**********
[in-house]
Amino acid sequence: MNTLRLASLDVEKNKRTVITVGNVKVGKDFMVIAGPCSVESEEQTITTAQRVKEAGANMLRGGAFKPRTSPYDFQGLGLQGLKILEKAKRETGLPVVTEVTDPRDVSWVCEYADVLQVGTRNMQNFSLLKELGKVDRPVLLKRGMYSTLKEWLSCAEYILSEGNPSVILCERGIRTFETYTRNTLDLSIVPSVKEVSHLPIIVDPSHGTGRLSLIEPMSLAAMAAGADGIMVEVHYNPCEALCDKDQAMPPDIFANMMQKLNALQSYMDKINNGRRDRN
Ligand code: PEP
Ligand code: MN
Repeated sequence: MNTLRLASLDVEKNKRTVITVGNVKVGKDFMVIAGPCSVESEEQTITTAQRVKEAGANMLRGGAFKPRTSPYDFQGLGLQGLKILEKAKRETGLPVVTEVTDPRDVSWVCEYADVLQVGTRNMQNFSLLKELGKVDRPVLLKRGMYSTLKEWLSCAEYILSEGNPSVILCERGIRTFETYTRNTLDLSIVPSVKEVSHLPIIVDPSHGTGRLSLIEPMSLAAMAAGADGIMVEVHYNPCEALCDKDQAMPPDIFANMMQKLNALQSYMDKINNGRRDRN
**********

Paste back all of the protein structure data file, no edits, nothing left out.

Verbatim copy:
[in-house]
Amino acid sequence: MNTLRLASLDVEKNKRTVITVGNVKVGKDFMVIAGPCSVESEEQTITTAQRVKEAGANMLRGGAFKPRTSPYDFQGLGLQGLKILEKAKRETGLPVVTEVTDPRDVSWVCEYADVLQVGTRNMQNFSLLKELGKVDRPVLLKRGMYSTLKEWLSCAEYILSEGNPSVILCERGIRTFETYTRNTLDLSIVPSVKEVSHLPIIVDPSHGTGRLSLIEPMSLAAMAAGADGIMVEVHYNPCEALCDKDQAMPPDIFANMMQKLNALQSYMDKINNGRRDRN
Ligand code: PEP
Ligand code: MN
Repeated sequence: MNTLRLASLDVEKNKRTVITVGNVKVGKDFMVIAGPCSVESEEQTITTAQRVKEAGANMLRGGAFKPRTSPYDFQGLGLQGLKILEKAKRETGLPVVTEVTDPRDVSWVCEYADVLQVGTRNMQNFSLLKELGKVDRPVLLKRGMYSTLKEWLSCAEYILSEGNPSVILCERGIRTFETYTRNTLDLSIVPSVKEVSHLPIIVDPSHGTGRLSLIEPMSLAAMAAGADGIMVEVHYNPCEALCDKDQAMPPDIFANMMQKLNALQSYMDKINNGRRDRN